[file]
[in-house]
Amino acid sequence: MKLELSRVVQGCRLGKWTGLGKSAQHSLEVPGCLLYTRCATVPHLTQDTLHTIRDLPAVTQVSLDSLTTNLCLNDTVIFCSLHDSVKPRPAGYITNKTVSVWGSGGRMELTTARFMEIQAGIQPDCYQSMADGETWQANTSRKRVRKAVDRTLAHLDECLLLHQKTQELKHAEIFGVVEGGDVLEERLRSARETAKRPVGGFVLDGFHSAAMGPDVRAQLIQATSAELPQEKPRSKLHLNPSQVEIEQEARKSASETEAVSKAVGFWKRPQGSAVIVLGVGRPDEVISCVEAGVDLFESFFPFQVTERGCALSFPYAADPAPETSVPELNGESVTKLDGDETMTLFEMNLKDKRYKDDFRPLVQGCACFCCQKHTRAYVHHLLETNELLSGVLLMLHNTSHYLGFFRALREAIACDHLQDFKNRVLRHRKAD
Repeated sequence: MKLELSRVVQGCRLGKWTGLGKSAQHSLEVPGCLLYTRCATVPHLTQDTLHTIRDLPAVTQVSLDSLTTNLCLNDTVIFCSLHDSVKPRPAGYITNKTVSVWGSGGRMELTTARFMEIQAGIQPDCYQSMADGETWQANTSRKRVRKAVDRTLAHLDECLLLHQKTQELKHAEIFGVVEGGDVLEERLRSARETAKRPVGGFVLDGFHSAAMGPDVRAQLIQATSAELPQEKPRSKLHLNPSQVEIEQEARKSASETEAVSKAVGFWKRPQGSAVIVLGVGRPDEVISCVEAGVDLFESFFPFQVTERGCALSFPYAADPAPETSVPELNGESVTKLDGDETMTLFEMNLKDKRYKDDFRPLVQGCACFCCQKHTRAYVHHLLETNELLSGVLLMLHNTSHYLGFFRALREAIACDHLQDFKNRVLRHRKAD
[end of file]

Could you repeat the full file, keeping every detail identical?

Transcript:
[in-house]
Amino acid sequence: MKLELSRVVQGCRLGKWTGLGKSAQHSLEVPGCLLYTRCATVPHLTQDTLHTIRDLPAVTQVSLDSLTTNLCLNDTVIFCSLHDSVKPRPAGYITNKTVSVWGSGGRMELTTARFMEIQAGIQPDCYQSMADGETWQANTSRKRVRKAVDRTLAHLDECLLLHQKTQELKHAEIFGVVEGGDVLEERLRSARETAKRPVGGFVLDGFHSAAMGPDVRAQLIQATSAELPQEKPRSKLHLNPSQVEIEQEARKSASETEAVSKAVGFWKRPQGSAVIVLGVGRPDEVISCVEAGVDLFESFFPFQVTERGCALSFPYAADPAPETSVPELNGESVTKLDGDETMTLFEMNLKDKRYKDDFRPLVQGCACFCCQKHTRAYVHHLLETNELLSGVLLMLHNTSHYLGFFRALREAIACDHLQDFKNRVLRHRKAD
Repeated sequence: MKLELSRVVQGCRLGKWTGLGKSAQHSLEVPGCLLYTRCATVPHLTQDTLHTIRDLPAVTQVSLDSLTTNLCLNDTVIFCSLHDSVKPRPAGYITNKTVSVWGSGGRMELTTARFMEIQAGIQPDCYQSMADGETWQANTSRKRVRKAVDRTLAHLDECLLLHQKTQELKHAEIFGVVEGGDVLEERLRSARETAKRPVGGFVLDGFHSAAMGPDVRAQLIQATSAELPQEKPRSKLHLNPSQVEIEQEARKSASETEAVSKAVGFWKRPQGSAVIVLGVGRPDEVISCVEAGVDLFESFFPFQVTERGCALSFPYAADPAPETSVPELNGESVTKLDGDETMTLFEMNLKDKRYKDDFRPLVQGCACFCCQKHTRAYVHHLLETNELLSGVLLMLHNTSHYLGFFRALREAIACDHLQDFKNRVLRHRKAD